Billings elementary and middle schools improved their average scores on the statewide Smarter Balanced tests, which are used to meet federal standardized test requirements.
The computer-administered test is taken by students in grades 3-8.
The district saw a significant improvement in math compared to 2018. About 40.6% of students scored proficient or better in 2019, up more than 2%. Reading gains were smaller, with about a .8% improvement to 42.1% of students scoring proficient of better.
Those gains seem to jibe with fall-to-spring improvement on internal testing touted by Superintendent Greg Upham, who said earlier this year he thought Smarter Balanced improvements were likely. Billings Public Schools give students NWEA MAPS tests three times a year, and many schools saw encouraging improvements in fall-to-spring scores.
Upham credited "extraordinary efforts" by teachers and administrators.
"Those things don't happen just because, especially in a big system," he said. "It's a full team effort."
He said the increase represents work like curriculum updates, professional learning communities, and a renewed focus on teaching standards "starting to come to fruition," and that the district aims to use trend data from multiple years to help inform instruction.
The Smarter Balanced improvements aren't distributed evenly across the district, and scores vary between schools. They largely correlate with the economic status of students' families, following a long-established national trend; schools with a high proportion of students from low-income families score lower than schools with more affluent students.
For example, math scores at Ben Steele Middle School ticked up to 42.8% of students scoring proficient, while reading scores dipped to 49%.
At Riverside Middle School, math scores dropped to 18.8% and reading scores dropped to 27%.
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Ben Steele has the lowest amount of economically disadvantaged students, as defined by the Office of Public Instruction, at 15.3%, among SD2 middle schools. Riverside, at 66.7%, has the highest.
However, trends of improvement or decline spanned the economic spectrum.
For example, students at McKinley Elementary, which has a high proportion of students from low-income families, improved scores in both subjects, with a major improvement in math.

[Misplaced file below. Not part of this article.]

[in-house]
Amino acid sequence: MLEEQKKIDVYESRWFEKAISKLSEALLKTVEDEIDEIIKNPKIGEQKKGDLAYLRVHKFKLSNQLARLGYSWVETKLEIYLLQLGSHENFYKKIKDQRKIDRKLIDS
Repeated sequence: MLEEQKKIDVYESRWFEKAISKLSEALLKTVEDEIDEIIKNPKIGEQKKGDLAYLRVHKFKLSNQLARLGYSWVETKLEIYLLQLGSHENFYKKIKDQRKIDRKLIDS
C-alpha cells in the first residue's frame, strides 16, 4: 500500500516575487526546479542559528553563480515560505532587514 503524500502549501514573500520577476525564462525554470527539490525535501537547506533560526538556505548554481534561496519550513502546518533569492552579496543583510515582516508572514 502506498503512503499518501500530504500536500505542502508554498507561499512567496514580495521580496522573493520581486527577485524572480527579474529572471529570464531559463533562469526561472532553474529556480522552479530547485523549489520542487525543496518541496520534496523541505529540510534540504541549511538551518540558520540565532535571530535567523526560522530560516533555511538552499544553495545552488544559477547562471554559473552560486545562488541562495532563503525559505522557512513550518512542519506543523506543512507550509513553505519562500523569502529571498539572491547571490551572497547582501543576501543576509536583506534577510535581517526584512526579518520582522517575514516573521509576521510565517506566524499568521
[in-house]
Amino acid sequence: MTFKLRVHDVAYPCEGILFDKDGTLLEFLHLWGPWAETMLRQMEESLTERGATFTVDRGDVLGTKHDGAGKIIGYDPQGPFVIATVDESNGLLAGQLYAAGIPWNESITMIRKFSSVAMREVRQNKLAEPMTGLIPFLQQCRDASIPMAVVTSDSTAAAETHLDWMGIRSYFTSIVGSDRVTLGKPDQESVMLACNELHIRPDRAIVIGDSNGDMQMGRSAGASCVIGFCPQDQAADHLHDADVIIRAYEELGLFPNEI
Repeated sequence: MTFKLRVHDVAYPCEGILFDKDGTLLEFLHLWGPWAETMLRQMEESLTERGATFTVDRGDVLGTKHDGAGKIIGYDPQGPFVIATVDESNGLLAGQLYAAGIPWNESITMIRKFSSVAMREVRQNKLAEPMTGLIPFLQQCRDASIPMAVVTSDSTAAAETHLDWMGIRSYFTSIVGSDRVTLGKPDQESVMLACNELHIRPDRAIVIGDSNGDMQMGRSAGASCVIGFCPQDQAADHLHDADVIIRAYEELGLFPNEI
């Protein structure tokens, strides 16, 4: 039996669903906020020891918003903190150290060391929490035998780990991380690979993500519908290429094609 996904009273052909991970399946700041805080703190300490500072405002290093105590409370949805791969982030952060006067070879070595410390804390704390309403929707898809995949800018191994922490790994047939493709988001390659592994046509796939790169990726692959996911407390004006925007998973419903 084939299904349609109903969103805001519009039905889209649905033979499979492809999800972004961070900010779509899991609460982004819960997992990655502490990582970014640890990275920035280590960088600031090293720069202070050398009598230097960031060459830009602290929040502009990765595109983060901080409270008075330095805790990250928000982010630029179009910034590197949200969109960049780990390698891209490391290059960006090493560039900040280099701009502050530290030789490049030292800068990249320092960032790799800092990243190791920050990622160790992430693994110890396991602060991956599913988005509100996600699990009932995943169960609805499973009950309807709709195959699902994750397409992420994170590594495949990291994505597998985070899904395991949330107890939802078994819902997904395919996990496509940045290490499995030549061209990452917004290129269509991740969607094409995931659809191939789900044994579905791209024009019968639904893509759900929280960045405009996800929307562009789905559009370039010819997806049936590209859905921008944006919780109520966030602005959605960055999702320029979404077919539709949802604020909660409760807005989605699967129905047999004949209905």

At Poly Drive, which has a much lower proportion of students from low-income families, scores declined in both subjects. Scores at Poly Drive were still significantly higher than McKinley.
Upham said that using economics as a justification for score differences can be "a trap." Instead, schools need to focus on what they can do to improve scores to close achievement gaps, he said.
Most average scores for middle schools declined in Billings. Statewide, middle school scores were a mixed bag; eighth-graders scored worse in reading and math, seventh-graders improved in both subjects, and sixth-graders declined in math but improved in reading.
Billings elementary schools followed the opposite trend, with most average scores increasing in reading and math. Again, statewide scores were mixed; third-graders declined in both subjects, fifth-graders improved in both, and fourth-graders improved in math but declined in reading.
Much like overall state scores, the vast majority of schools didn't hit targets for improvement as set in Montana's plan to comply with federal education law, the Every Student Succeeds Act.
The plan sets ambitious and unprecedented goals for improvement among federally-defined subgroups of students that historically haven't performed as well on tests. In particular, Montana has long-held achievement gaps between Native American and white students. Other groups like students with disabilities or student from low-income families also score well below average scores for the wider student body.
Scores released Friday didn't include a subgroup breakdown for individual school districts. However, the breakdown is required on annual report cards for schools issued by OPI.